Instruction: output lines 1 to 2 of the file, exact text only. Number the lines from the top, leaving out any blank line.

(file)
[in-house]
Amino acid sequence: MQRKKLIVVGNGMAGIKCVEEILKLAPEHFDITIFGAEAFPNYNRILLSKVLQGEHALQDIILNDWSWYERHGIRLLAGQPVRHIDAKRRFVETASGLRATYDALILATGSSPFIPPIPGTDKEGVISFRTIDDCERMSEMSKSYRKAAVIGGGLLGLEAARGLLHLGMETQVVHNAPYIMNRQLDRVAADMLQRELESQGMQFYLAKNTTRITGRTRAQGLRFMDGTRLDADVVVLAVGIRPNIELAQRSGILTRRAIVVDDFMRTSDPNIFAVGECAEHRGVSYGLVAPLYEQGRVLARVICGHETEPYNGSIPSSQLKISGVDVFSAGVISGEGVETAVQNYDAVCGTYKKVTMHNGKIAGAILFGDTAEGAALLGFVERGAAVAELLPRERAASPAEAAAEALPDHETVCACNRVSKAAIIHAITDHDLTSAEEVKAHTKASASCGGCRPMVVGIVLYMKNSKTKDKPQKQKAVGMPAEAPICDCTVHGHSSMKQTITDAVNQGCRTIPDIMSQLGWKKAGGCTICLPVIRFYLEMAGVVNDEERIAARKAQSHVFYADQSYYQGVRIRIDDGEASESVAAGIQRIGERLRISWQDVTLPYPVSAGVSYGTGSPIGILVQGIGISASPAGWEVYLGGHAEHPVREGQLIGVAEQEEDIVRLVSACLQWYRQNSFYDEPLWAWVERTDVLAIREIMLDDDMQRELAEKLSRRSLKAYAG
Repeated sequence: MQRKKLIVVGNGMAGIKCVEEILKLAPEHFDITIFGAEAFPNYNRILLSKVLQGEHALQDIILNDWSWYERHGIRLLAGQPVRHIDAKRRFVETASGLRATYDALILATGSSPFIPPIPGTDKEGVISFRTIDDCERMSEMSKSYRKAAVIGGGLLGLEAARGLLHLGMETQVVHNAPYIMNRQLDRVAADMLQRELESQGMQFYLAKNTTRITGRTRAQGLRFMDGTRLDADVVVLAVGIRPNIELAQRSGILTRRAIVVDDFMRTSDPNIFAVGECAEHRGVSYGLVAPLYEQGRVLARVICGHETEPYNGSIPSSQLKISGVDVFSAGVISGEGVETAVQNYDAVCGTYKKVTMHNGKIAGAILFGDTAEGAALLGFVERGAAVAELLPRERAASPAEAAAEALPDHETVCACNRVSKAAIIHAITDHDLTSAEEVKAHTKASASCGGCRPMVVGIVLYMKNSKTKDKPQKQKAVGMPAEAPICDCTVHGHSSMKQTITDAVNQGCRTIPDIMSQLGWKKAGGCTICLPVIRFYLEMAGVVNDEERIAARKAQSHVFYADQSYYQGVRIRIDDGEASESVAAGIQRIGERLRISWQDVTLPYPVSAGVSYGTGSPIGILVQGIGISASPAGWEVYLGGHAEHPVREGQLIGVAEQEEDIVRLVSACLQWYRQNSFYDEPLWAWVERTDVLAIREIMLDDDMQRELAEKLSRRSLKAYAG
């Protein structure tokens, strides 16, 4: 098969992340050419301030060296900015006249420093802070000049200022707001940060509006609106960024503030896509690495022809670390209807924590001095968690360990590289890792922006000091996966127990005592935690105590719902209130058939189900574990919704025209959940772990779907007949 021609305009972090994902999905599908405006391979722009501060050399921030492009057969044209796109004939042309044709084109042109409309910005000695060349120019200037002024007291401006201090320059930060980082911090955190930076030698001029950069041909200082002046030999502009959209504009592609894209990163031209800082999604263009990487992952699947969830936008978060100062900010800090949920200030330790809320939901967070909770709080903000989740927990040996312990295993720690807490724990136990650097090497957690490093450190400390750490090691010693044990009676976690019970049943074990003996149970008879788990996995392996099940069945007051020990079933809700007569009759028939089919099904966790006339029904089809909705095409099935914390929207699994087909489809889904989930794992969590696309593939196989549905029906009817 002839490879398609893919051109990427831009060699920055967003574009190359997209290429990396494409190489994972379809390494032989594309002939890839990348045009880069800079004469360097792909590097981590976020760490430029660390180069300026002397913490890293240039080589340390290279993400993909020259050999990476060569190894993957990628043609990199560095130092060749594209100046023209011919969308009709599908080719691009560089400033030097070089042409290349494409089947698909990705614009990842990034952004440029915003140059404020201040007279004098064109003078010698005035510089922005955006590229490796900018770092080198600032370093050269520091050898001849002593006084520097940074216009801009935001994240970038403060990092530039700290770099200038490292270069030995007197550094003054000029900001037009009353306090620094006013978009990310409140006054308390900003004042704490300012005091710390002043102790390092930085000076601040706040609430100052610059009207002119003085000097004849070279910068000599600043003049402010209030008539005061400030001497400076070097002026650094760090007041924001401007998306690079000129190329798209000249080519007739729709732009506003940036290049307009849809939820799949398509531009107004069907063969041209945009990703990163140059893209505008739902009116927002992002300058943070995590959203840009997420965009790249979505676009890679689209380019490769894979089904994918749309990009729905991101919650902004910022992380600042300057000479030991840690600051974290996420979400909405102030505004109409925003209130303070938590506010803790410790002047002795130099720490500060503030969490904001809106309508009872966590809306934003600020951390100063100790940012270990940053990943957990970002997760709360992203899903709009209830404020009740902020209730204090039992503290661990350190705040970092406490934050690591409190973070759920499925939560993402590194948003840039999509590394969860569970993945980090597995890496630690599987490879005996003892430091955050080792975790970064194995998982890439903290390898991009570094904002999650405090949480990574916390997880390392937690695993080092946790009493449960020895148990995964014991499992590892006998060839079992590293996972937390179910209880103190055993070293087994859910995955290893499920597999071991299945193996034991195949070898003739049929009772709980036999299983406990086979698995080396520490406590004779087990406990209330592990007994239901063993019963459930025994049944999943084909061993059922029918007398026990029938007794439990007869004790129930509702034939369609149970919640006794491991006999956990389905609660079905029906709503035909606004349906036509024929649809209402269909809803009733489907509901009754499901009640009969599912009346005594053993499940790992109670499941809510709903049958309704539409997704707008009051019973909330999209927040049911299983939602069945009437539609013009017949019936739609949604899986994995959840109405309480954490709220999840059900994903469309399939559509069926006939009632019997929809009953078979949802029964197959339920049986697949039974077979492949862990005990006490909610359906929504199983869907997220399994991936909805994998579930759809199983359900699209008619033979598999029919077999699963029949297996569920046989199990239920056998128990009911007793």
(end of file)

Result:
[in-house]
Amino acid sequence: MQRKKLIVVGNGMAGIKCVEEILKLAPEHFDITIFGAEAFPNYNRILLSKVLQGEHALQDIILNDWSWYERHGIRLLAGQPVRHIDAKRRFVETASGLRATYDALILATGSSPFIPPIPGTDKEGVISFRTIDDCERMSEMSKSYRKAAVIGGGLLGLEAARGLLHLGMETQVVHNAPYIMNRQLDRVAADMLQRELESQGMQFYLAKNTTRITGRTRAQGLRFMDGTRLDADVVVLAVGIRPNIELAQRSGILTRRAIVVDDFMRTSDPNIFAVGECAEHRGVSYGLVAPLYEQGRVLARVICGHETEPYNGSIPSSQLKISGVDVFSAGVISGEGVETAVQNYDAVCGTYKKVTMHNGKIAGAILFGDTAEGAALLGFVERGAAVAELLPRERAASPAEAAAEALPDHETVCACNRVSKAAIIHAITDHDLTSAEEVKAHTKASASCGGCRPMVVGIVLYMKNSKTKDKPQKQKAVGMPAEAPICDCTVHGHSSMKQTITDAVNQGCRTIPDIMSQLGWKKAGGCTICLPVIRFYLEMAGVVNDEERIAARKAQSHVFYADQSYYQGVRIRIDDGEASESVAAGIQRIGERLRISWQDVTLPYPVSAGVSYGTGSPIGILVQGIGISASPAGWEVYLGGHAEHPVREGQLIGVAEQEEDIVRLVSACLQWYRQNSFYDEPLWAWVERTDVLAIREIMLDDDMQRELAEKLSRRSLKAYAG